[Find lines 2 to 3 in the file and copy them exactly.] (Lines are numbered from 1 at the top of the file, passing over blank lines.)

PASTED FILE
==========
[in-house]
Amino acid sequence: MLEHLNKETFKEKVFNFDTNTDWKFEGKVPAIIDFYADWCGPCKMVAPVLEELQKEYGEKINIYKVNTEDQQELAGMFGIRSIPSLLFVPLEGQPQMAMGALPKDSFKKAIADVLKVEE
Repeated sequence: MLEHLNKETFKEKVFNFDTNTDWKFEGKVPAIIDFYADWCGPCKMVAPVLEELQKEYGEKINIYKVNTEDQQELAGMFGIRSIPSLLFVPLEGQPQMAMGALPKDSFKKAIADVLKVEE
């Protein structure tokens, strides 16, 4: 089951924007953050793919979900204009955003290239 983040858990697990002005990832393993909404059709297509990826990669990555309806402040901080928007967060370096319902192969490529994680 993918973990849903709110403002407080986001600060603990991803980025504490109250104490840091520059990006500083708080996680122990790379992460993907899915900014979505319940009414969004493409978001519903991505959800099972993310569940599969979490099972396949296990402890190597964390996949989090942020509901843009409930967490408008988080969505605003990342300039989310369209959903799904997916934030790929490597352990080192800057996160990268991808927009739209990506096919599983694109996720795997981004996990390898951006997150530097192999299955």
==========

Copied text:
Amino acid sequence: MLEHLNKETFKEKVFNFDTNTDWKFEGKVPAIIDFYADWCGPCKMVAPVLEELQKEYGEKINIYKVNTEDQQELAGMFGIRSIPSLLFVPLEGQPQMAMGALPKDSFKKAIADVLKVEE
Repeated sequence: MLEHLNKETFKEKVFNFDTNTDWKFEGKVPAIIDFYADWCGPCKMVAPVLEELQKEYGEKINIYKVNTEDQQELAGMFGIRSIPSLLFVPLEGQPQMAMGALPKDSFKKAIADVLKVEE